The information contained herein is provided by Plains Cotton Cooperative Association (PCCA), a farmer-owned cotton marketing cooperative headquartered in Lubbock, Texas. It is for general informational purposes only and is obtained from sources believed to be reliable; however its accuracy and completeness is not guaranteed by PCCA, and PCCA offers no representations or warranties of any kind in providing this information. Nothing contained herein is intended, or should be construed, as advice or guidance for the marketing of cotton.

October 18, 2019

Cotton Futures Rally on Steady Buying

  • Traders Watch Weekly Export Data to Gauge Demand
  • Buyers Also Seek Cotton at Origin
  • UK/EU Move Closer to Exit Deal
  • Stocks and Grains Rally on U.S./China News

The December futures’ rally began last Friday as prices raced past the September high at 63.39 cents per pound. The surge continued to 65.85 cents in overnight trading on Monday, marking the highest price traded on December futures since July 8. As quickly as it came, the rally reversed during Monday’s U.S. trading hours, with prices falling all the way back to 61.72 cents Tuesday morning before buyers regained their confidence. Nevertheless, steady buying resumed, pushing prices all the way back up to 64.99 cents at Thursday’s close, up 357 points for the week. Average daily trading volumes were the best since June, and open interest increased to 239,222 contracts, up 3,094 in the past five sessions.

Spot Market Activity

The Seam’s G2B platform traded more than 23,200 bales for the week, an increase of roughly 15,800 bales compared to the previous week. The average price at 58.41 cents per pound was 152 points more than the previous week’s average. The average premium over the CCC loan was 5.46 cents per pound and 175 points higher than the previous week. Bales offered for sale by growers stood at approximately 93,000 late Thursday (more than 44,000 bales of 2019-20 crop were offered).

UK/EU Development

Two potential geopolitical events have towered over all other information this week. The first and lesser is that the United Kingdom and European Union seem closer to accomplishing a withdrawal agreement for Britain’s exit from the EU than ever. A deal is due by the end of the month if Britain is to exit the EU with any deal at all, although an extension is perhaps still possible. In any case, successively more positive headlines about negotiations have stoked rallies in both the  British Pound and the Euro as the market sees any deal as less risky financially than the no-deal scenario. Britain’s parliament will still need to ratify the agreement by vote, so the risk is not totally gone.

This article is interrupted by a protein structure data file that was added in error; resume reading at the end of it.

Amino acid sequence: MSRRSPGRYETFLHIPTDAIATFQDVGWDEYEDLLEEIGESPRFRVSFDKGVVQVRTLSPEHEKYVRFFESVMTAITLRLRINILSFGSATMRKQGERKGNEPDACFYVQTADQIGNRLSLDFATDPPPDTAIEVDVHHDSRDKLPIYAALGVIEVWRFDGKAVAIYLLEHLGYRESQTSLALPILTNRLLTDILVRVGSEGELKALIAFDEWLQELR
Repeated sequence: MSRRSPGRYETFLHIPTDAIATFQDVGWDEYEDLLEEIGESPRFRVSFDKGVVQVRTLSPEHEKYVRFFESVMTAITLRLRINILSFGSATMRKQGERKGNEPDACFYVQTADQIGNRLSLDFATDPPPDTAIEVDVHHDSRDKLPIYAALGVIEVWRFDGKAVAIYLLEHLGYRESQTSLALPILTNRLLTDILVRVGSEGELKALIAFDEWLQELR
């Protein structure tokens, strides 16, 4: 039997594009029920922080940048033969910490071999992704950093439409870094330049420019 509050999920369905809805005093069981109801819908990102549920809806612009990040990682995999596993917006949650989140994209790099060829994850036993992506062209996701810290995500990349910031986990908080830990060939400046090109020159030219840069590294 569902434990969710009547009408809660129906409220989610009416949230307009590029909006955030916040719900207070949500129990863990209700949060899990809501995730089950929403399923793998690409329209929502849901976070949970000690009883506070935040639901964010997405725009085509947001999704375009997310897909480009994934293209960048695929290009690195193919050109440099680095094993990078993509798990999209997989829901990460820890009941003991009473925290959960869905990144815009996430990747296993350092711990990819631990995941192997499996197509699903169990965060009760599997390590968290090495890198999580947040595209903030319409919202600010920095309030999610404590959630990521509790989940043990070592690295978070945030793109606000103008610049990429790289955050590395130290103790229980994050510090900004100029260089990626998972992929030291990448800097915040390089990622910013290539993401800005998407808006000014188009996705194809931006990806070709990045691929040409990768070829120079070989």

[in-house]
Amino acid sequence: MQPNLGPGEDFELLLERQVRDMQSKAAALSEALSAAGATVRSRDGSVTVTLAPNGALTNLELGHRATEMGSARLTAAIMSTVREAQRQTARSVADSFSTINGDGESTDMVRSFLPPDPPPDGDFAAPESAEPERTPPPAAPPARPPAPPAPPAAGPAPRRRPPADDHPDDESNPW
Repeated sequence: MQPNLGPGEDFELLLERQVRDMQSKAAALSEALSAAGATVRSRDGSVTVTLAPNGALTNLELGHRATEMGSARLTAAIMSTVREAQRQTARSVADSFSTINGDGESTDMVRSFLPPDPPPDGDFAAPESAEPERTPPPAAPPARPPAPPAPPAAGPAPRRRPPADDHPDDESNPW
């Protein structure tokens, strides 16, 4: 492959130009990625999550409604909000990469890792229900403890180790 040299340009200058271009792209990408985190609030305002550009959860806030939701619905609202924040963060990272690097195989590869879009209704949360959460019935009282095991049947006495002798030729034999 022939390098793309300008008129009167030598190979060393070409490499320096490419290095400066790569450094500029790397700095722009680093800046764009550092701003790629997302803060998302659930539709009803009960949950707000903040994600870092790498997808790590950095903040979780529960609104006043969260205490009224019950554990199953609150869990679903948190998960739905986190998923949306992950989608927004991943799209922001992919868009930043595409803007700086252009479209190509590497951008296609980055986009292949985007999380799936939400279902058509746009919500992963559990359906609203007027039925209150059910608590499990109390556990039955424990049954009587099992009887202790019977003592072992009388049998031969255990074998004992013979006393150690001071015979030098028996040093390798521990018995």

Trade Negotiations

The second and more significant factor pushing the markets this week is the remarkably positive tone that has surrounded the U.S.-China trade negotiations. The announcement of a “Phase 1” deal and the apparent alignment of messaging in both countries has raised the market’s belief that the situation will improve to a level not seen since Spring. Stocks and grains rallied on the news, and treasuries declined. Grains have given back some of their gains over the week as the reality of waiting for a written agreement sets in. Needless to say, whether or not the deal contains cotton and how much will be central in this season’s outlook.

Crop Progress

The percentage of bolls opening for the week ended October 13, 2019, showed 87 percent of the U.S. crop was open and ahead of the 5-year average of 83 percent. Cotton harvested for the U.S. was ahead of pace at 32 percent versus the 5-year average of 27 percent as reported by NASS.

Cotton Classing

All classing offices across the U.S. were active this past week with total classings standing at approximately 3 million bales. Qualities overall remain excellent throughout the Cotton Belt as harvest conditions have been good for most areas. Predominant color during the past week showed to be 31 color, 3 leaf, and a staple length over 36.

Other Factors to Watch

Despite the potential for current negotiations to utterly alter the world outlook for cotton, traders will still have to trade and this year’s crop is still coming in. Daily classing, which has been very good, and harvest weather are still daily concerns. Buyers are actively seeking cotton at origin, but it seems the current rally is a few weeks too early for most U.S. growers to participate. Traders also are focused on fulfilling export sales that were made months ago, especially those that were made at much higher prices. Of course, the market also will be closely watching the weekly export sales data release to gauge the world’s demand for U.S. cotton.


  • Monday at 3:00 p.m. Central – Crop Progress and Conditions
  • Thursday at 7:30 a.m. Central – Export Sales Report
  • Thursday at 2:30 p.m. Central – Cotton-On-Call
  • Friday at 2:30 p.m. Central – Commitments of Traders

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